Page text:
Uncrewed air traffic

Allowing individual unmanned aerial vehicles (UAVs) to adjust their trajectory to avoid collisions is an effective way to safely manage high traffic flows without the need for central scheduling. Measures such as dividing a stream of UAVs into two or forming tightly bunched UAV platoons could further increase traffic flow and be used in future air traffic management of commercial UAVs.

Drone flying over road with cars, by forest

PhD student: William Bonnell

Supervisory team: Eddie Wilson, David Harvey and Angus Johnson

UAV superhighways

From infrastructure inspection to search-and-rescue operations, unmanned aerial vehicles (UAVs) have started to serve as multi-purpose tools and platforms. The next potential development? Fleets of UAVs being used for delivery services, unimpeded by road traffic.

The skies don’t offer unlimited capacity for UAVs though. UAVs must operate in a narrow layer of airspace, which means they are likely to interact where delivery routes cross. Traditional air traffic is currently managed through centrally controlled scheduling, but this will be inappropriate for handling the high numbers of UAVs for logistics services. A different approach is required.

We have investigated whether higher traffic densities could be supported by UAVs managing interactions themselves using local observations.

UAVs at a crossroads

The most critical UAV interaction to resolve for managing traffic is where UAV paths cross.
We simulated junctions with two streams of UAVs arriving from perpendicular directions, such as might arise with a series of UAVs passing between logistics hubs.

UAVs were allowed to steer away from a potential collision by rotating their trajectory to their right until the collision was no longer predicted, and then continue directly towards its destination. This simple approach allowed UAVs to self-manage potential collisions without changing speed.

Streams of UAVs were able to cross each other’s path without collisions up to a maximum rate of traffic flow that a perfect scheduling system could allow. Each UAV followed a unique path, depending on the local situation it encountered, meaning crossing dynamics could be highly complex.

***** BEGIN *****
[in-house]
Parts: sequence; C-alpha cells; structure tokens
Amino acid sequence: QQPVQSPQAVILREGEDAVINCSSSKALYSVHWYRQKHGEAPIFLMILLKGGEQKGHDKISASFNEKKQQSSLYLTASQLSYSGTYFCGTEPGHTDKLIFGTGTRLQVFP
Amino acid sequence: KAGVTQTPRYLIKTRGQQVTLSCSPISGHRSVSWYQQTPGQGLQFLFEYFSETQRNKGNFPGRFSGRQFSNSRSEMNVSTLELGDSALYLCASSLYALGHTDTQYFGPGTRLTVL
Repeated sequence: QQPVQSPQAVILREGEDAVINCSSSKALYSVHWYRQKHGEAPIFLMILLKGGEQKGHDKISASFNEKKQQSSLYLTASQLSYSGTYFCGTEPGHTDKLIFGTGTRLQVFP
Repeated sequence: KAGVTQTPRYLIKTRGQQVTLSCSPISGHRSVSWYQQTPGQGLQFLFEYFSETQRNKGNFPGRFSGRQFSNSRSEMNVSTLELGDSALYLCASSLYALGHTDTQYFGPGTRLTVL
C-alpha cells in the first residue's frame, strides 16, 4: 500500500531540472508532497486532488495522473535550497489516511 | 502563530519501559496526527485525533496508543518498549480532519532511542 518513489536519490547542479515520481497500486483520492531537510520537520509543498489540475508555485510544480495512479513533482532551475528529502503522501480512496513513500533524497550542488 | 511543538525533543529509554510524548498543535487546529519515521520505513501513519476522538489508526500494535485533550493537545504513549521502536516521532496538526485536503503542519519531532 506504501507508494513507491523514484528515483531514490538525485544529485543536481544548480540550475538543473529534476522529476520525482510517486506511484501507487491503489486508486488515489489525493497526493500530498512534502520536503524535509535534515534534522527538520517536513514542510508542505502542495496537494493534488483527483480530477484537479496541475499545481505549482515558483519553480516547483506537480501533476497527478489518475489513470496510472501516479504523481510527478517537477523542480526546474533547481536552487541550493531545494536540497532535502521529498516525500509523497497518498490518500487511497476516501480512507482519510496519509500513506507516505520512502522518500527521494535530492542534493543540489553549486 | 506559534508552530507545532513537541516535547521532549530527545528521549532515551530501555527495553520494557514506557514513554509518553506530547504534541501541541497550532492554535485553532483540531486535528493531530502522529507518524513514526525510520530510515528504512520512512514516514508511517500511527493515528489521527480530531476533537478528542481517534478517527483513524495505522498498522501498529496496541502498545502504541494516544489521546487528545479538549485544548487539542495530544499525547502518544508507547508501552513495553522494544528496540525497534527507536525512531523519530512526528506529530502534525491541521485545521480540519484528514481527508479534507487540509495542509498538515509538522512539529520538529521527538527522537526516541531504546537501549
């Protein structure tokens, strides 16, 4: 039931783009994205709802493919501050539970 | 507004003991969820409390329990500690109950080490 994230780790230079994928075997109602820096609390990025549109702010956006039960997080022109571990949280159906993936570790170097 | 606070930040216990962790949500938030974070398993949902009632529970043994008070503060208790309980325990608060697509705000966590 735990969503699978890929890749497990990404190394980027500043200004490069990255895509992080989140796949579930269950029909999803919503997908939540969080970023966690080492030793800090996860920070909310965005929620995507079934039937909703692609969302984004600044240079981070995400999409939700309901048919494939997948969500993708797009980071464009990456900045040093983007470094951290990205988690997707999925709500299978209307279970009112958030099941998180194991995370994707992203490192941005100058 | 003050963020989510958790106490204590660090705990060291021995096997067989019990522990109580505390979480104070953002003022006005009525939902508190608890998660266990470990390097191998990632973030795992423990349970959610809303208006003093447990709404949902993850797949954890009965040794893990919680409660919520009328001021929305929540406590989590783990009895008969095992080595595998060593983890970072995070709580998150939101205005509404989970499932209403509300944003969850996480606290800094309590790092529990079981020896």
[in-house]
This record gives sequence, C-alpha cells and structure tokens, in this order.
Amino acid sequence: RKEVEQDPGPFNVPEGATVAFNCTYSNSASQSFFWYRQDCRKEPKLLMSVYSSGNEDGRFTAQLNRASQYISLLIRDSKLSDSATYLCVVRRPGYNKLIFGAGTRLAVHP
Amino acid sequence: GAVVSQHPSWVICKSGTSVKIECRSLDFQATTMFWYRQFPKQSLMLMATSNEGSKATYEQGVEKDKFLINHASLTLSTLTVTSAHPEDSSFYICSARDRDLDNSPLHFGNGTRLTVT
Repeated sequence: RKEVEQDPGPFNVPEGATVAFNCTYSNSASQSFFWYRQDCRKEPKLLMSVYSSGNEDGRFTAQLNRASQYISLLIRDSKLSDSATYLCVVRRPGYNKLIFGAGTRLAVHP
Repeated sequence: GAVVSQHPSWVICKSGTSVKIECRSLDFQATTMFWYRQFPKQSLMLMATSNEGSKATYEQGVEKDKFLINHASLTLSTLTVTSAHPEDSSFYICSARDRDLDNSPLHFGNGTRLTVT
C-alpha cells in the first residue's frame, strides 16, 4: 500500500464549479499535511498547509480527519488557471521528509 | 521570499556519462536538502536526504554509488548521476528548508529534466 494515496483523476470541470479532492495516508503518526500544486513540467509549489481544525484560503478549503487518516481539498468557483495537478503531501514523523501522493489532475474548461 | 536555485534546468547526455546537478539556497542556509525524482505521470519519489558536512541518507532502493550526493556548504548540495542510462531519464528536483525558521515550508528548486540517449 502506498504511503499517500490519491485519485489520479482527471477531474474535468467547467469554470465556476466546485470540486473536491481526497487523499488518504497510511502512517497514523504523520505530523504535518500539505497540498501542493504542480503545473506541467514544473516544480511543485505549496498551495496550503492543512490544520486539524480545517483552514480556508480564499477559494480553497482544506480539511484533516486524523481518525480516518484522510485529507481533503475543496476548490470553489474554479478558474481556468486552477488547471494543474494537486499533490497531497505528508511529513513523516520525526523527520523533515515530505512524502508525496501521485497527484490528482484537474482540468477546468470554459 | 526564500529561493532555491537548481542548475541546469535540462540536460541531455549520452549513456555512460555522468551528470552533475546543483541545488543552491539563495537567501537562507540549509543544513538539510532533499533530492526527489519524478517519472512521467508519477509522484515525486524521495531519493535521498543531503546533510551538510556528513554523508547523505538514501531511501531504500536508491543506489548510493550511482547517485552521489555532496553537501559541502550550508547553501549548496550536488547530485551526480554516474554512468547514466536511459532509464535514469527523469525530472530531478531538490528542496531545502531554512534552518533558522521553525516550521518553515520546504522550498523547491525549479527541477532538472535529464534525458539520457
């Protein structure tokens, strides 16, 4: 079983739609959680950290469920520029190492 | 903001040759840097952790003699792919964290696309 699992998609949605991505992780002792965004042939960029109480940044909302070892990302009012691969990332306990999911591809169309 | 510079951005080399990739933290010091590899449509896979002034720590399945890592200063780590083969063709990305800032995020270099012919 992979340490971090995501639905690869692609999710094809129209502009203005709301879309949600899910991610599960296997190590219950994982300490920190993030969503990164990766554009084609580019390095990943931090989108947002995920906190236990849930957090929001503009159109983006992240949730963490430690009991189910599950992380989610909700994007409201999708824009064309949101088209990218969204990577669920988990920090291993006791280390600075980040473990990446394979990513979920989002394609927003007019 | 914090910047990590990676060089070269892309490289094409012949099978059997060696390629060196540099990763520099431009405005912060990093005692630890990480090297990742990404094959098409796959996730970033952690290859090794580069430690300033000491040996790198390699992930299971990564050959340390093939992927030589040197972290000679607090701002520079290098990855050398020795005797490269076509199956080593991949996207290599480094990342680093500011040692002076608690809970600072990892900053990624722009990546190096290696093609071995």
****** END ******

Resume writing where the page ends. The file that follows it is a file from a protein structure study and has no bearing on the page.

Smart management of UAV traffic

The delay experienced by UAVs navigating the crossing was highly sensitive to traffic rate and increased nonlinearly at high flows of UAVs.

We exploited this sensitivity by dividing one of the UAV streams into two prior to a crossing to create two junctions with the other UAV stream. This more than halved the overall crossing delays for the same overall flow of UAVs compared to a single junction approach.

This simple splitting process could be continued in the future to create multiple crossing points for even higher traffic flows.
We also found that forming platoons of small groups of tightly spaced UAVs created larger gaps that UAVs in the other stream could navigate more easily. This simple measure increased the delay of some individual UAVs as they waited to form a platoon but reduced the mean delay for all UAVs by up to 20%.

Real-world UAV

Our research has shown how UAV traffic management can be improved but have assumed perfect sensing and communication of UAV position, direction, and speed. Real-world limitations on communications and safety margins might mean a lower practical limit of traffic flow than those shown here.

Nonetheless, management of individual UAV motion based on local observations shows great promise to avoid collisions at crossings under high traffic loads, which could unlock new opportunities for UAV development.